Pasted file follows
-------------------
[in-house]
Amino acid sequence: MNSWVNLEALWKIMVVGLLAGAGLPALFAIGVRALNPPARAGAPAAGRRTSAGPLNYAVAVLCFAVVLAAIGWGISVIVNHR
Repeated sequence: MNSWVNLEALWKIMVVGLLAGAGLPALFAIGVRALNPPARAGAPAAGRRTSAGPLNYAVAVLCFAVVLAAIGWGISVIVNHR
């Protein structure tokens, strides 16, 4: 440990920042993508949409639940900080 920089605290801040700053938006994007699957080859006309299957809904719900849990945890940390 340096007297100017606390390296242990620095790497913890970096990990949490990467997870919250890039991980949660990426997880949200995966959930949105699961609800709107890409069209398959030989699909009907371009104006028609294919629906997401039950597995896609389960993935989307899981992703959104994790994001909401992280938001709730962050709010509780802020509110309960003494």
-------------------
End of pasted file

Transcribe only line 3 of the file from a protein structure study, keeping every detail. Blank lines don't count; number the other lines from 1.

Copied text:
Repeated sequence: MNSWVNLEALWKIMVVGLLAGAGLPALFAIGVRALNPPARAGAPAAGRRTSAGPLNYAVAVLCFAVVLAAIGWGISVIVNHR